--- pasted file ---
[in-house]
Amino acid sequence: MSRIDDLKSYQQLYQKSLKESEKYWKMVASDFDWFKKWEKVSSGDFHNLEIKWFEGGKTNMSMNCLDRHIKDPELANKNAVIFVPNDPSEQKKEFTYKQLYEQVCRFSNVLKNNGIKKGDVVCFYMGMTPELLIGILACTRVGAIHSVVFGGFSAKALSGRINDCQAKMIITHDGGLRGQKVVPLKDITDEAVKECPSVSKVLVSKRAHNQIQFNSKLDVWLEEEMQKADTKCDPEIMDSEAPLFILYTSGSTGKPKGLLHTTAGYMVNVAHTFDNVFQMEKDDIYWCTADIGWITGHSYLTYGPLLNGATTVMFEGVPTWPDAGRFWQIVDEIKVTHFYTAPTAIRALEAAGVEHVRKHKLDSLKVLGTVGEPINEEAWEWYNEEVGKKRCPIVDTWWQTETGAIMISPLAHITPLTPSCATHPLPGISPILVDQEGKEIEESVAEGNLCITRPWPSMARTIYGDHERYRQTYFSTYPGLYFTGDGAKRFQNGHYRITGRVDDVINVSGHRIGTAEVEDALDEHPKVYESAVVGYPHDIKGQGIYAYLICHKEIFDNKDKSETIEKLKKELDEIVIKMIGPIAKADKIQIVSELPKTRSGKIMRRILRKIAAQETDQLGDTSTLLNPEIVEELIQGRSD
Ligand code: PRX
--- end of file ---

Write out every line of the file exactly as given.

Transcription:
[in-house]
Amino acid sequence: MSRIDDLKSYQQLYQKSLKESEKYWKMVASDFDWFKKWEKVSSGDFHNLEIKWFEGGKTNMSMNCLDRHIKDPELANKNAVIFVPNDPSEQKKEFTYKQLYEQVCRFSNVLKNNGIKKGDVVCFYMGMTPELLIGILACTRVGAIHSVVFGGFSAKALSGRINDCQAKMIITHDGGLRGQKVVPLKDITDEAVKECPSVSKVLVSKRAHNQIQFNSKLDVWLEEEMQKADTKCDPEIMDSEAPLFILYTSGSTGKPKGLLHTTAGYMVNVAHTFDNVFQMEKDDIYWCTADIGWITGHSYLTYGPLLNGATTVMFEGVPTWPDAGRFWQIVDEIKVTHFYTAPTAIRALEAAGVEHVRKHKLDSLKVLGTVGEPINEEAWEWYNEEVGKKRCPIVDTWWQTETGAIMISPLAHITPLTPSCATHPLPGISPILVDQEGKEIEESVAEGNLCITRPWPSMARTIYGDHERYRQTYFSTYPGLYFTGDGAKRFQNGHYRITGRVDDVINVSGHRIGTAEVEDALDEHPKVYESAVVGYPHDIKGQGIYAYLICHKEIFDNKDKSETIEKLKKELDEIVIKMIGPIAKADKIQIVSELPKTRSGKIMRRILRKIAAQETDQLGDTSTLLNPEIVEELIQGRSD
Ligand code: PRX